May 2008
Volume 49, Issue 13
Free
ARVO Annual Meeting Abstract  |   May 2008
Dynamic Retinal Vessel Reaction in Patients With Diabetes Mellitus Type 1
Author Affiliations & Notes
  • D. Sitnikova
    Helmholtz Mosc Res Inst of Eye Diseases, Moscow, Russian Federation
    Ophthalmology,
    Technical University Munich, Munich, Germany
  • K. Kotliar
    Ophthalmology,
    Technical University Munich, Munich, Germany
  • I. M. Lanzl
    Ophthalmology,
    Technical University Munich, Munich, Germany
  • T. Sigmund
    Bogenhausen City Hospital, Munich, Germany
  • M. Halle
    Preventive Sport Medicine,
    Technical University Munich, Munich, Germany
  • A. Schmidt-Trucksaess
    Preventive Sport Medicine,
    Technical University Munich, Munich, Germany
  • Footnotes
    Commercial Relationships  D. Sitnikova, None; K. Kotliar, None; I.M. Lanzl, None; T. Sigmund, None; M. Halle, None; A. Schmidt-Trucksaess, None.
  • Footnotes
    Support  Bavarian Research Foundation, Germany
Investigative Ophthalmology & Visual Science May 2008, Vol.49, 2738. doi:https://doi.org/
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      D. Sitnikova, K. Kotliar, I. M. Lanzl, T. Sigmund, M. Halle, A. Schmidt-Trucksaess; Dynamic Retinal Vessel Reaction in Patients With Diabetes Mellitus Type 1. Invest. Ophthalmol. Vis. Sci. 2008;49(13):2738. doi: https://doi.org/.

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      © ARVO (1962-2015); The Authors (2016-present)

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Abstract

Purpose: : Exposure of the retina to flickering light induces retinal vessel dilation in healthy subjects. The effect is termed neurovascular coupling. Vessel responses are assumed to be different in various diseases. Diabetes mellitus and related vascular disorders are able to change vascular endothelial function. Whether the dynamic reaction to luminance flicker stimulation in retinal branch arteries and veins differs between healthy volunteers and patients suffering from diabetes type 1 is investigated.

Methods: : Retinal vessel reactions to flicker stimulation were examined in 35 patients with insulin dependent diabetes mellitus type 1 (age (mean±SD) 50,9±8,6 years old) and in 35 age and gender matched medically healthy volunteers. Vessel diameters of retinal vessel segments were assessed by Dynamic Vessel Analyzer (DVA). After baseline measurement (50 s) monochromatic rectangular flicker stimulation (530-600 nm, 12,5 Hz, 20 s) was applied 3 consecutive times. Statistical data analysis of the measured parameters independent from the commercial DVA program was performed.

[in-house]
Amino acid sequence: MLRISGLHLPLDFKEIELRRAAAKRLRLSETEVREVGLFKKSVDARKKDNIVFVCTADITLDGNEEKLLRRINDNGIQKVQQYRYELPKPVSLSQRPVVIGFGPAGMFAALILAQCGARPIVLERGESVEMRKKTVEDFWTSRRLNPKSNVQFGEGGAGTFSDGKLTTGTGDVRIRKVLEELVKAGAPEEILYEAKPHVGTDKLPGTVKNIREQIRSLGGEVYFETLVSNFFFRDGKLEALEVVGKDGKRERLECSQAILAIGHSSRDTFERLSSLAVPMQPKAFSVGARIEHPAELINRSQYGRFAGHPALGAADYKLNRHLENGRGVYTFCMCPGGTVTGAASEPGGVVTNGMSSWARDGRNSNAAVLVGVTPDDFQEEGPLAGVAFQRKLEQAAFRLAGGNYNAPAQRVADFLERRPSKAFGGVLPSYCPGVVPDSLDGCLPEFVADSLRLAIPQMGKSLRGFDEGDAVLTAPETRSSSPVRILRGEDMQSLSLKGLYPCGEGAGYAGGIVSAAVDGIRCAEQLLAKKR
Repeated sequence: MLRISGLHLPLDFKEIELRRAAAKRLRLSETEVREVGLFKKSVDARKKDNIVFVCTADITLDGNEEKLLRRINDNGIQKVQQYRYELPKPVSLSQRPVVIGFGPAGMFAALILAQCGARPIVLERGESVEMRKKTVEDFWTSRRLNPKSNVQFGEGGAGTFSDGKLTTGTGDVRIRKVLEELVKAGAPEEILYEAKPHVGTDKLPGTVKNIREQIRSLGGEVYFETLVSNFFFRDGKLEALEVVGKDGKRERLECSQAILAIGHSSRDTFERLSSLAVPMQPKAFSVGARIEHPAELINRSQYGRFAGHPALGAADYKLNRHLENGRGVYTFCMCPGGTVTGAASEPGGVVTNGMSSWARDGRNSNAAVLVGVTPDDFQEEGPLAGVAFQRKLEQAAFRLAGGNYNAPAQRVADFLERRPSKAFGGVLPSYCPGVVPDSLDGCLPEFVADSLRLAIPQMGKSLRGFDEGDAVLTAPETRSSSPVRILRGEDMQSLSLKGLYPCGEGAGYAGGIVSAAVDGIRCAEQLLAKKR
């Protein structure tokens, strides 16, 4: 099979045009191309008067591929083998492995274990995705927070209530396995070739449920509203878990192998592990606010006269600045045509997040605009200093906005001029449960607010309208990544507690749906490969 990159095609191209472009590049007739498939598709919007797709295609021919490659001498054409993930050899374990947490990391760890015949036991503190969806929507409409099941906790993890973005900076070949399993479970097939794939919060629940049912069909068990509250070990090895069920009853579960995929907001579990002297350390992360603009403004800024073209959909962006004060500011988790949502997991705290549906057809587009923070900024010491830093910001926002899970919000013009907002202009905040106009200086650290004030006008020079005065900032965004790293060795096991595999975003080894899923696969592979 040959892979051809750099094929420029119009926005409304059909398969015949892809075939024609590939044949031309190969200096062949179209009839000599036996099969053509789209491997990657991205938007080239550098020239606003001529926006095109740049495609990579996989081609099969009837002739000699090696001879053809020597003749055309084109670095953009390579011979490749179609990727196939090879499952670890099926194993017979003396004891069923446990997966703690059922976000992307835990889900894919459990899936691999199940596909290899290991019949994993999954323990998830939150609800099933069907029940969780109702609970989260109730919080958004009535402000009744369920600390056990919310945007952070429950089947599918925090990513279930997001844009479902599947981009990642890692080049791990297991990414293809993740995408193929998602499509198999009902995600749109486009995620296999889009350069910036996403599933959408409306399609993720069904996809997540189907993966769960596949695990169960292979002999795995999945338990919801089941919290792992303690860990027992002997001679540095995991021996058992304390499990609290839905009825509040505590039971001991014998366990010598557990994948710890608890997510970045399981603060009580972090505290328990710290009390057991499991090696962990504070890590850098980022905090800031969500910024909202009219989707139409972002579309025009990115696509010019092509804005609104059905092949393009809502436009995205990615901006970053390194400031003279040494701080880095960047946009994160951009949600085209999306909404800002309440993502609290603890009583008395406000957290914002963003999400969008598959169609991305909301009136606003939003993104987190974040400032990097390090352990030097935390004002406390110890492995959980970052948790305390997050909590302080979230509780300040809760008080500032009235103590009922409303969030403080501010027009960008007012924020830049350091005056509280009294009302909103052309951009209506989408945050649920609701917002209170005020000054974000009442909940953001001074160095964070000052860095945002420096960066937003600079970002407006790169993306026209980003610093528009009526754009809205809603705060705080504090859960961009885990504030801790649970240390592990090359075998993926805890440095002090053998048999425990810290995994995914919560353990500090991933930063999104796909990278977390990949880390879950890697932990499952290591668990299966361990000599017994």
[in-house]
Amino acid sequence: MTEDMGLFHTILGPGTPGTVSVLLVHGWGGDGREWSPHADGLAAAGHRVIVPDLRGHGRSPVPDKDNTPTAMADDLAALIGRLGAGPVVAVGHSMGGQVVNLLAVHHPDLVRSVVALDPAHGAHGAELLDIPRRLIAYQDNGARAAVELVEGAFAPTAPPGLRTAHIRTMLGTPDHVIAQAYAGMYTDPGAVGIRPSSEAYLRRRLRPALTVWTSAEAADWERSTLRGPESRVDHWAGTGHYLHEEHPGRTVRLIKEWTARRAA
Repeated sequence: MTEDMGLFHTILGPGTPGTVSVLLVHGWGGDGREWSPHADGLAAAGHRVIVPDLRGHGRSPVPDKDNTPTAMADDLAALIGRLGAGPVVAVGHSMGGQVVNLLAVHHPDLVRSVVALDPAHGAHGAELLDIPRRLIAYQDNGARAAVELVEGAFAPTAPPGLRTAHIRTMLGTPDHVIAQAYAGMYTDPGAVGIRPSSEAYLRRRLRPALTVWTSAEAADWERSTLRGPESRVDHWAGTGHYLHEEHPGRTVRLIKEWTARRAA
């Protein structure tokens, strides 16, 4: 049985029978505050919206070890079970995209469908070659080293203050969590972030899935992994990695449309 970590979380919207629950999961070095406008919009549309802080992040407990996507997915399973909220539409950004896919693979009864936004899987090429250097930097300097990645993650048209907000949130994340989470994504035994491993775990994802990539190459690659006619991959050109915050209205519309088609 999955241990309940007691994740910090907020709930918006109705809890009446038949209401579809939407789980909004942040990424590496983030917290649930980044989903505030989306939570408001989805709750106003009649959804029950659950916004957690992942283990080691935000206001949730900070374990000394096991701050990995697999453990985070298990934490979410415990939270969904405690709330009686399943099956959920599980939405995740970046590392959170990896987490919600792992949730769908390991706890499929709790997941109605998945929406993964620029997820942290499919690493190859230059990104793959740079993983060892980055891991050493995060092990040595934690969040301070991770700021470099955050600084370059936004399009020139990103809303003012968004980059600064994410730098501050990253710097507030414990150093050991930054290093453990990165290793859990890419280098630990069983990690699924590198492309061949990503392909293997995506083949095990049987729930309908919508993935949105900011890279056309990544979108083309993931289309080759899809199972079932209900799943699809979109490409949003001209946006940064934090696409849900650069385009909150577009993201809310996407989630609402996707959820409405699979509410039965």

Results: : In most subjects fast vessel dilation compared to baseline and an ensuing reactive arterial constriction were observed. In detail we found:………………………………. .diabetes…...controlmean maximal arterialdilation, [%]……………………2,3±1,8**.....4,1±2,2time of max. arterial dilationduring the stimulation, [s]...19,3±10,9*....14,2±3,4mean maximal venousdilation, [%]………………...…3,4±1,8*.......4,7±1,8There were statistically significant differences between the two examined groups as marked with *(p<0,05), **(p<0,005) (T-test).

Conclusions: : Functional retinal arterial and venous reaction to flicker stimulation differs high significantly between diabetes type 1 patients and healthy subjects of the same age and gender. Maximal dilation as a response to the stimulus is not reached. These findings might be an indication for alterations in the vascular endothelium and vessel wall rigidity in diabetes, leading to impaired regulation following metabolic demand.

Keywords: diabetes • blood supply • retina 
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